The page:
The GSMA has yet to publicly publish any details about its refund policy. It's also unclear whether it'll treat delegates distinctly from exhibitors. We've emailed the mobile industry body for clarification and will update this piece if we hear back.

AdMixer Technologies still plans on going to Barcelona. The sunk costs have forced the company to change its plans significantly, and instead the firm's employees will meet colleagues in the Catalan city, as well as any relevant stakeholders who also decided to make the trip.

It's also incredibly lucky it wasn't exhibiting. Booths are terrifically expensive and come with other costs like shipping props and tech from overseas, swag, catering and booze for passers-by.

Still, other firms won't shrug off the effects of MWC's cancellation as easily. Speaking to The Register, Ben Wood, chief of research at CCS Insight, said: "The impact on small companies who have invested a disproportionate amount of their budgets and time on this event should not be underestimated. MWC is an anchor event for many and now they face the challenge of having to figure out what the best way to salvage something from this difficult situation."

What happens next?

MWC's cancellation is almost unprecedented, and it remains to be seen how the event will cope. There's a real prospect that other events later in the year could steal its thunder, like IFA in Berlin, or COMPUTEX in Taiwan. There's also a prospect that the failure to deliver refunds will leave a sour taste in the mouths of exhibitors and attendees.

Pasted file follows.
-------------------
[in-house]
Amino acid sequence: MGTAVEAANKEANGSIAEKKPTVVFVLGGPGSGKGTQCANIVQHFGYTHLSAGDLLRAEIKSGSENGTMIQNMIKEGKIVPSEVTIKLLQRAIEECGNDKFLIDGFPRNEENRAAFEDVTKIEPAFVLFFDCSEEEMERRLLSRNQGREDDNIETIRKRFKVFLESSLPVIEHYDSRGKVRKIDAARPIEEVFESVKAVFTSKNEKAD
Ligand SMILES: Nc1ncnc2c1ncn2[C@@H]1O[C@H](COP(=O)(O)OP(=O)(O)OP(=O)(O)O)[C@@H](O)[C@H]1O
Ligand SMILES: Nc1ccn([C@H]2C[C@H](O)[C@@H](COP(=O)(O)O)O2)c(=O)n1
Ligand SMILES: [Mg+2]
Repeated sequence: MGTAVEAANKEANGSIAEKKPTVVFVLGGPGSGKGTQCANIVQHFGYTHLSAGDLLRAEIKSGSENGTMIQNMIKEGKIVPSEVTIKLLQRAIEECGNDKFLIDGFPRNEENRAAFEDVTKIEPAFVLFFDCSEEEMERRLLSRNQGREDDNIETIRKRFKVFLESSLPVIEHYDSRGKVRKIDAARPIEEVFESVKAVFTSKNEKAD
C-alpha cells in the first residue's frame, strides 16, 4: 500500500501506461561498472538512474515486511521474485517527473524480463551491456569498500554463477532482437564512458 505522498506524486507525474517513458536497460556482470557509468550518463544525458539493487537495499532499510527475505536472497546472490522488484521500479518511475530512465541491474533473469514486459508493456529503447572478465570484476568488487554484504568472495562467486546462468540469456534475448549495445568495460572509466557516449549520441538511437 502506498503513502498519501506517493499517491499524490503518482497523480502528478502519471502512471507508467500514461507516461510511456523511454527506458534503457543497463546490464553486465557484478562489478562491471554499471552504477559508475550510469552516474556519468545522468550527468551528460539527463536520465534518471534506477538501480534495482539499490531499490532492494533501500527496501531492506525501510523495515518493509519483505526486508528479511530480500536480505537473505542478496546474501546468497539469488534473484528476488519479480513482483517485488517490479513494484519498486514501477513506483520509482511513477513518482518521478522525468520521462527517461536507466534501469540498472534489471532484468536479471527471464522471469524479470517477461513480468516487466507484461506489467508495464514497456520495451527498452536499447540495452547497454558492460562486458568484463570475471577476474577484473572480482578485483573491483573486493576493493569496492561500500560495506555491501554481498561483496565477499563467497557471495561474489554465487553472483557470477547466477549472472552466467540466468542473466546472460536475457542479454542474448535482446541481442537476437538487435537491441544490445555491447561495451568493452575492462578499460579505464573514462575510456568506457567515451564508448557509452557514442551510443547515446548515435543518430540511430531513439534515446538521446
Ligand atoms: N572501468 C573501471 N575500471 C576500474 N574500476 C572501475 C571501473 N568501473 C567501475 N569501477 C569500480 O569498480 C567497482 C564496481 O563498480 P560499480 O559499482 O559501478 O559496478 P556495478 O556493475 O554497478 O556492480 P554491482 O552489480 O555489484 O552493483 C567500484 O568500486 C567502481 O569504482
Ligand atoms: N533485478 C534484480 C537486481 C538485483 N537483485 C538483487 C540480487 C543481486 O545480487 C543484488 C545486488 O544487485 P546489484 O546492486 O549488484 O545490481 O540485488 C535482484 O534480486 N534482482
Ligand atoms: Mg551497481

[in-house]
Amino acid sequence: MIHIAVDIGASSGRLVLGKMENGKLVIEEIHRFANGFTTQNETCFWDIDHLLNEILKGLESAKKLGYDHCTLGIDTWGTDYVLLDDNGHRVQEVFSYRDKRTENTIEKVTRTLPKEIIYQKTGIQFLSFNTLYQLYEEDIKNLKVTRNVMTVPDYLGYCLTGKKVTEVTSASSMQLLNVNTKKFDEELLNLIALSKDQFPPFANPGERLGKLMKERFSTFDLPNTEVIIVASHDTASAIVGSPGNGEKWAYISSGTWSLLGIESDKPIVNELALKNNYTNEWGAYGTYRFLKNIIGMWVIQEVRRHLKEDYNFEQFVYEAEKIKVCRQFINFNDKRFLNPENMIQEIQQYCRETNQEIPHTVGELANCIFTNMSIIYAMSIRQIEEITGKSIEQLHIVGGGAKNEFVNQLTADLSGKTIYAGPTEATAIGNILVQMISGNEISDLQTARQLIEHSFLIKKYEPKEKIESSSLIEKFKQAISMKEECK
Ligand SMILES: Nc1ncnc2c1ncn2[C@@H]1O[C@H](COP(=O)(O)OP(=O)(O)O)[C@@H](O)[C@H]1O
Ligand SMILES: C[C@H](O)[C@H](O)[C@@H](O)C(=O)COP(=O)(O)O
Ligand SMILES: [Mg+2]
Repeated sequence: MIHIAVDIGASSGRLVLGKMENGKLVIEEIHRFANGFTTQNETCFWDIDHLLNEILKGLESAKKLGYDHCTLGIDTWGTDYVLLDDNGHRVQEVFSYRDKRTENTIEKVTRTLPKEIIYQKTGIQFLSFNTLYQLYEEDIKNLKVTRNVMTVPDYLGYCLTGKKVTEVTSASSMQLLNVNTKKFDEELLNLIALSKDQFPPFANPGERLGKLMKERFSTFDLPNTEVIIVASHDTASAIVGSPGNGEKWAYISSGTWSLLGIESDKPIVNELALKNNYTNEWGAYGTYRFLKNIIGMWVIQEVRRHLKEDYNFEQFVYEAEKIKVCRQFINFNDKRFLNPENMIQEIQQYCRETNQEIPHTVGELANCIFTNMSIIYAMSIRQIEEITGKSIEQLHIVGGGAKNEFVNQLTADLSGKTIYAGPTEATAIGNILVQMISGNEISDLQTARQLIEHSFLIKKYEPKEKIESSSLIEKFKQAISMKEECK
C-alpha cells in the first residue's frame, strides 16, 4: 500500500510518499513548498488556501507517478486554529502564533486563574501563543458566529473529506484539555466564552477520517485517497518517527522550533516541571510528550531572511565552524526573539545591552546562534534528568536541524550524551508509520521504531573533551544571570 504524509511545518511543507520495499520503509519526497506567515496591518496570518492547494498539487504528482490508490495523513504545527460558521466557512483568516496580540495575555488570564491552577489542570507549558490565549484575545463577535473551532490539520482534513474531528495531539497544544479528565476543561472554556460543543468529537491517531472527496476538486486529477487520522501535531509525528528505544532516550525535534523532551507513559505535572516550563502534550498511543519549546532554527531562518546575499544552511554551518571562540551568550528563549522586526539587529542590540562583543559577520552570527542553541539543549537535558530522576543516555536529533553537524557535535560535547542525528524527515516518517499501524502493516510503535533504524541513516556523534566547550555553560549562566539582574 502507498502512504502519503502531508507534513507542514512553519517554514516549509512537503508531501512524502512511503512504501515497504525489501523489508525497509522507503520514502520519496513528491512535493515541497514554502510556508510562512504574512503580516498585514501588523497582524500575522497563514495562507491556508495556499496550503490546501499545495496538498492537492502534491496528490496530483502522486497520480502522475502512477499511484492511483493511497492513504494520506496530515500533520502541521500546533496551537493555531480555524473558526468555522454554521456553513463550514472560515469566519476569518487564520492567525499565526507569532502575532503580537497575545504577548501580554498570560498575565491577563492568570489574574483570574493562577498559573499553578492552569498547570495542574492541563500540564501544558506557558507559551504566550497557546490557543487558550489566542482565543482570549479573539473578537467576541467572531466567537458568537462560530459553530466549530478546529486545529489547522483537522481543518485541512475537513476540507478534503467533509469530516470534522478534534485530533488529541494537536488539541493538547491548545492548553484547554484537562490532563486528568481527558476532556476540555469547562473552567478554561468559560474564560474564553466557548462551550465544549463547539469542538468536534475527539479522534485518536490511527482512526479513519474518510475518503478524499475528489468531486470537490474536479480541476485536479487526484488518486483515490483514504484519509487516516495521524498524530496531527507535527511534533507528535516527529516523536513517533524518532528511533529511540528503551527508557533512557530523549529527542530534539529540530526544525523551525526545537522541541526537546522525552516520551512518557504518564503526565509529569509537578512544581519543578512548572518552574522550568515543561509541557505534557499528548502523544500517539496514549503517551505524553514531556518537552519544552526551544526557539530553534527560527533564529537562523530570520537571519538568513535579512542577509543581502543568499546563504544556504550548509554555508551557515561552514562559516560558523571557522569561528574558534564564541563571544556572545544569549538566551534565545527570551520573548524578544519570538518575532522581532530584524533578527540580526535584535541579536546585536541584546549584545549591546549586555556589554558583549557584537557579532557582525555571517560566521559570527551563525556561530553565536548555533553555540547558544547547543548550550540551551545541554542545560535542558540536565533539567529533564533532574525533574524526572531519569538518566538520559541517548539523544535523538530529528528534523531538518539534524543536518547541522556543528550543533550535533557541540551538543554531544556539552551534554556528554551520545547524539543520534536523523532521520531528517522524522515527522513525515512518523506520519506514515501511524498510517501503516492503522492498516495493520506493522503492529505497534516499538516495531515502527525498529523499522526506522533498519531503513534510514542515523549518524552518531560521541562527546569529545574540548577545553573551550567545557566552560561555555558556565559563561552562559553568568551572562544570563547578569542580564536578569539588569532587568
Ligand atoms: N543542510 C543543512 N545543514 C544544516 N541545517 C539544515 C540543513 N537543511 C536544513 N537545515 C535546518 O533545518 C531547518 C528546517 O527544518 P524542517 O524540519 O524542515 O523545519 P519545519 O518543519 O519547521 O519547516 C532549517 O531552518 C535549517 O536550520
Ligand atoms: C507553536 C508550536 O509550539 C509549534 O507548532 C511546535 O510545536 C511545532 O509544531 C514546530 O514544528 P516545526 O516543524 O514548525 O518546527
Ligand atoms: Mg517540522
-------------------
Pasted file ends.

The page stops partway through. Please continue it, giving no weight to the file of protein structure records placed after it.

"The GSMA now needs to be careful that there is not a knock-on effect from this year's cancellation," said Wood. "Major companies and many attendees will be reviewing the importance of MWC to their business and the GSMA must work hard to have a clear path forward. This is particularly true for smaller businesses that have had to swallow many of the costs from this year's show."

If firms are able to recover easily, it's likely they won't look upon MWC as the essential event it's currently regarded as. This is as true for smaller shops as it is for larger entities.

Smaller version of

Amid coronavirus epidemic, LG, ZTE hang up on Mobile World Congress, organizers call for 'no-handshake' policy


Many larger mobile manufacturers – like Sony – have elected to launch their latest wares through virtual events, which cannot easily be disrupted by the outbreak of a virulent disease like COVID-19.

Others – like Huawei's youth-focused mobile subsidiary Honor – have elected to run smaller, more intimate in-person launch events, where they can control the guest list and have final say whether the event goes ahead.

Beyond that, the GSMA's deafening silence could serve as the final nail in the coffin for MWC. There's a perception that the GSMA waited too long to cancel MWC, motivated solely about whether it could claim on its insurance. This hesitation, as well as the body's repeated assurances that MWC would go on as normal, resulted in many brands spending money they didn't need to.

And now history appears to be repeating itself, with respect to MWC's refund policy. Smaller vendors may be forgiven for thinking that with friends like these, who needs enemies? ®